The Law of the Land: William Howard Taft

Campaign postcard from the 1908 presidential election, via Ohio Memory.

This week we conclude our series on chief justices from Ohio with William Howard Taft, the only person to serve as both U.S. president and chief justice of the U.S. Supreme Court.

William Howard Taft ca. 1890, via Ohio Memory.

Taft was born in Cincinnati in 1857. His father was a judge who served as secretary of war and attorney general under Ulysses S. Grant. After graduating from Yale, William returned to Cincinnati to study law and was admitted to the Ohio bar in 1880. In 1886 he married Helen “Nellie” Herron, whose father had been a law partner of Rutherford B. Hayes.

Taft was a good administrator and jurist. His ambition was to be a Supreme Court justice, and his original rise in politics was through judicial appointments: first as a judge of the Cincinnati Superior Court, then as U.S. solicitor general (the third-highest position in the Department of Justice), and finally as a judge on the U.S. Sixth Circuit Court of Appeals. It was during his time as solicitor general that Taft first met Theodore Roosevelt, who was a civil service commissioner at the time.

Although Taft aspired to the Supreme Court, his wife Nellie aspired to the White House and encouraged him to accept administrative posts. In 1900, William McKinley appointed Taft chief civil administrator of the Philippines, which had become a U.S. protectorate two years earlier as a result of the Spanish-American War. Taft abandoned the military tactics the U.S. government had been using and built roads, schools, and a functioning civilian government (although it would be another four decades before the Philippines achieved independence). He turned down two offers of a Supreme Court appointment from new president Theodore Roosevelt in order to finish his work in the Philippines.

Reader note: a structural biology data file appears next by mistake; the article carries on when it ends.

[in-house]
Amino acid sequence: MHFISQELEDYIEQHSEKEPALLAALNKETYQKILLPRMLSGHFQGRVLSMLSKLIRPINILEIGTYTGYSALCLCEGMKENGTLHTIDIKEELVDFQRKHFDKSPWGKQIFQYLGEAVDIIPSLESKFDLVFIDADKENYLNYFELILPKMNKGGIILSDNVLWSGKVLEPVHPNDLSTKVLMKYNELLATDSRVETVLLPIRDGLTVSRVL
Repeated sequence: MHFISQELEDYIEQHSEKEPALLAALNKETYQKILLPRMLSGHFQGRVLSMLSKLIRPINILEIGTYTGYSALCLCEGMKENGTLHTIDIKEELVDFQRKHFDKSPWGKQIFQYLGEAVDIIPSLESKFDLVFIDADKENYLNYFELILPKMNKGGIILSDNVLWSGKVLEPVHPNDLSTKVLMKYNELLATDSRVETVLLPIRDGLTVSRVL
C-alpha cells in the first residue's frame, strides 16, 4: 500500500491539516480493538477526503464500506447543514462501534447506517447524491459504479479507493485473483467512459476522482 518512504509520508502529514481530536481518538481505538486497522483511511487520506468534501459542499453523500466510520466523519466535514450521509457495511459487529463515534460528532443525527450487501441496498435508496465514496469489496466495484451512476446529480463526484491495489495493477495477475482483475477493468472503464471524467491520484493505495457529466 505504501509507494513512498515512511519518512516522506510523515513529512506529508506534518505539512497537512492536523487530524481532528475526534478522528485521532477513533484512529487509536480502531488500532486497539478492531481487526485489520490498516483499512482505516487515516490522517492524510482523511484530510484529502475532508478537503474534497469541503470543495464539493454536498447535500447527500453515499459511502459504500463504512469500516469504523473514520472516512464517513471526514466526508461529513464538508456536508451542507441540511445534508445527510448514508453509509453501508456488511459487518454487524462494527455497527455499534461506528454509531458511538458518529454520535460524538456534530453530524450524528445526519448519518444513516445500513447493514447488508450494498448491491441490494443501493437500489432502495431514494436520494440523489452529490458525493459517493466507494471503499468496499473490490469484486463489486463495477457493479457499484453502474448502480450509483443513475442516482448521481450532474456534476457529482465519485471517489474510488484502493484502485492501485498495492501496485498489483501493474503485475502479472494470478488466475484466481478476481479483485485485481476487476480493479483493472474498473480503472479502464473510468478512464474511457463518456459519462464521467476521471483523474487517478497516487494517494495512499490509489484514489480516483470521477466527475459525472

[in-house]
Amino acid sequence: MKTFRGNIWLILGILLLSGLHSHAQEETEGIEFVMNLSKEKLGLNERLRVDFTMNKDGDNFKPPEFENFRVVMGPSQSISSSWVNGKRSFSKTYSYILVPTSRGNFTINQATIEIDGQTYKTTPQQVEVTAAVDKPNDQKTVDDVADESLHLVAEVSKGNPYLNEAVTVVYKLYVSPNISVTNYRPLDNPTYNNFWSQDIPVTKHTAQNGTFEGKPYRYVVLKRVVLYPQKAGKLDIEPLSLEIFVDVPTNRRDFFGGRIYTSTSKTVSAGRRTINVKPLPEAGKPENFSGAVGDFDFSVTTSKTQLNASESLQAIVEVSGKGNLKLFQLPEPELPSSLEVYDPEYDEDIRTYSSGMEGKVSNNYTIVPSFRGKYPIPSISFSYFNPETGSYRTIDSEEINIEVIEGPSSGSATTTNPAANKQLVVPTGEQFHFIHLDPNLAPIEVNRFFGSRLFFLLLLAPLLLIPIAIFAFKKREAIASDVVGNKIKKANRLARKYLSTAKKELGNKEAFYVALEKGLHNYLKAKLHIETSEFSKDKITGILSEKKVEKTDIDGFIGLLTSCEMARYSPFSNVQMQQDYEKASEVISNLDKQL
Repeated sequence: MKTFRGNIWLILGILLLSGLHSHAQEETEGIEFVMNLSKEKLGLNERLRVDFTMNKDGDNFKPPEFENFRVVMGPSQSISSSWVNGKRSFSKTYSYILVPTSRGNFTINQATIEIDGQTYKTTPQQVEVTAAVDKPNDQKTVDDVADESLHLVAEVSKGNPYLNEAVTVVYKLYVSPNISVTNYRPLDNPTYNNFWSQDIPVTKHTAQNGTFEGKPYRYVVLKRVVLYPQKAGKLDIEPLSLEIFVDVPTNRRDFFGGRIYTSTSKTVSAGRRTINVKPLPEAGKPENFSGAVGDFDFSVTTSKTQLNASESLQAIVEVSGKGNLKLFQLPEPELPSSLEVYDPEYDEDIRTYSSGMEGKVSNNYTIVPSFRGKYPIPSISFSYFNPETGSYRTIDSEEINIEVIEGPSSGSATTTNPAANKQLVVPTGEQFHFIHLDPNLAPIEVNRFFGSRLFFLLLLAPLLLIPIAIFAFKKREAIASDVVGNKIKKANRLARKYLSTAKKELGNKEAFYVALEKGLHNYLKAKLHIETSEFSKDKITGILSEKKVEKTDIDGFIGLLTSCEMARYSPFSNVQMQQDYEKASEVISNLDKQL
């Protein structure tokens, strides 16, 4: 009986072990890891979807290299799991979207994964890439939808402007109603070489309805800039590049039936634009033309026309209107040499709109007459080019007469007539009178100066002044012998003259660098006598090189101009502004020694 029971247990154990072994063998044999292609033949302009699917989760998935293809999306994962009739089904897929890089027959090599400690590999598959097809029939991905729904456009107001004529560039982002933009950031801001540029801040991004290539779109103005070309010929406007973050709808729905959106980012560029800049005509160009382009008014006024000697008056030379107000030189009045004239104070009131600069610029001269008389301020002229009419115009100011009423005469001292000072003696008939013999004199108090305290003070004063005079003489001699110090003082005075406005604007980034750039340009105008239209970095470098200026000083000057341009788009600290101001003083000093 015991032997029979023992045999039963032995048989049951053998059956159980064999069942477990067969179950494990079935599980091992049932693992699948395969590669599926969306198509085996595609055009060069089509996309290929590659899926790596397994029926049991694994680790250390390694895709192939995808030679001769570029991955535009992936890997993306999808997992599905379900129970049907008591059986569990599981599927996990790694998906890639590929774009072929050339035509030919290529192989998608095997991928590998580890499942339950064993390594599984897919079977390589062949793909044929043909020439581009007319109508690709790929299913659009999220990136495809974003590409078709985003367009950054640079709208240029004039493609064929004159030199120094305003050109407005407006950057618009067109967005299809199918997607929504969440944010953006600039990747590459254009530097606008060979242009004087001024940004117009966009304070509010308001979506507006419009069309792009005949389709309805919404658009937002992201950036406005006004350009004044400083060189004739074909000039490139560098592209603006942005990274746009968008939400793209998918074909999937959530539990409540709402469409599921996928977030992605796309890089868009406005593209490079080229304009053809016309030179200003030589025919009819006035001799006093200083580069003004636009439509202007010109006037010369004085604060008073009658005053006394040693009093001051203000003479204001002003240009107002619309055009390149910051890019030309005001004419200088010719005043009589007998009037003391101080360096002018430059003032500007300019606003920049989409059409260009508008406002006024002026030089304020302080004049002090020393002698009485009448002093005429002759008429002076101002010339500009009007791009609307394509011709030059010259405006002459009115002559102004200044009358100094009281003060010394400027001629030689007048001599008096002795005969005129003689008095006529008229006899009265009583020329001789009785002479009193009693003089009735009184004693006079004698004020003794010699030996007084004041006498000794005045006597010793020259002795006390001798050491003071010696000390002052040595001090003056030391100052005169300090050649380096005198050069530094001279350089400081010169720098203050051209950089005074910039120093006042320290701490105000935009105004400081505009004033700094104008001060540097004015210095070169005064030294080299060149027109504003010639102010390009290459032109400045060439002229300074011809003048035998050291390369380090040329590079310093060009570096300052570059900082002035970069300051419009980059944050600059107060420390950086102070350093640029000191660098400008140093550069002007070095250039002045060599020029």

In 1903, Roosevelt selected Taft to be his secretary of war. In this role Taft oversaw initial construction of the Panama Canal, continued to supervise matters in the Philippines, made several overseas trips for the president, and functioned as the provisional governor of Cuba. He became Roosevelt’s chief confidante and was handpicked by Roosevelt to succeed him as presidential candidate in the 1908 election.

Taft at a rally in Defiance, Ohio, during his second presidential campaign. Courtesy of the Defiance Public Library via Ohio Memory.
Taft during his tenure as chief justice, courtesy of the William Howard Taft National Historic Site via Ohio Memory.

Although Taft’s ability to consider multiple sides of an issue was an asset in his judicial roles, it hindered his effectiveness as president; he was more comfortable enforcing existing laws than promoting new ones. Taft’s administration launched 80 antitrust lawsuits, but during the course of his presidency he moved toward the conservative side of the Republican party by failing to reduce tariffs and firing the chief forester—a decision many saw as a move away from Roosevelt’s conservation agenda. This alienated the former president and other progressive Republicans and caused Roosevelt to throw his hat back in the presidential ring. In the following election, Republicans nominated Taft, and Roosevelt ran as a Progressive—guaranteeing Woodrow Wilson the presidency.

After his term as president, Taft taught constitutional law at Yale until Warren G. Harding nominated him for chief justice in 1921. In that role, he wrote roughly 250 opinions and supported the Judge’s Act of 1925, which gave the court more discretion in choosing its cases. Taft’s opinions were generally conservative and tended to constrain federal power. He considered his role as chief justice his greatest honor—even above the presidency. Taft served as chief justice until shortly before his death in 1930 and was buried at Arlington National Cemetery.


Thank you to Stephanie Michaels, Research and Catalog Services Librarian at the State Library of Ohio, for this week’s post! You can learn more about Ohio’s other chief justices from recent posts here and here.

 

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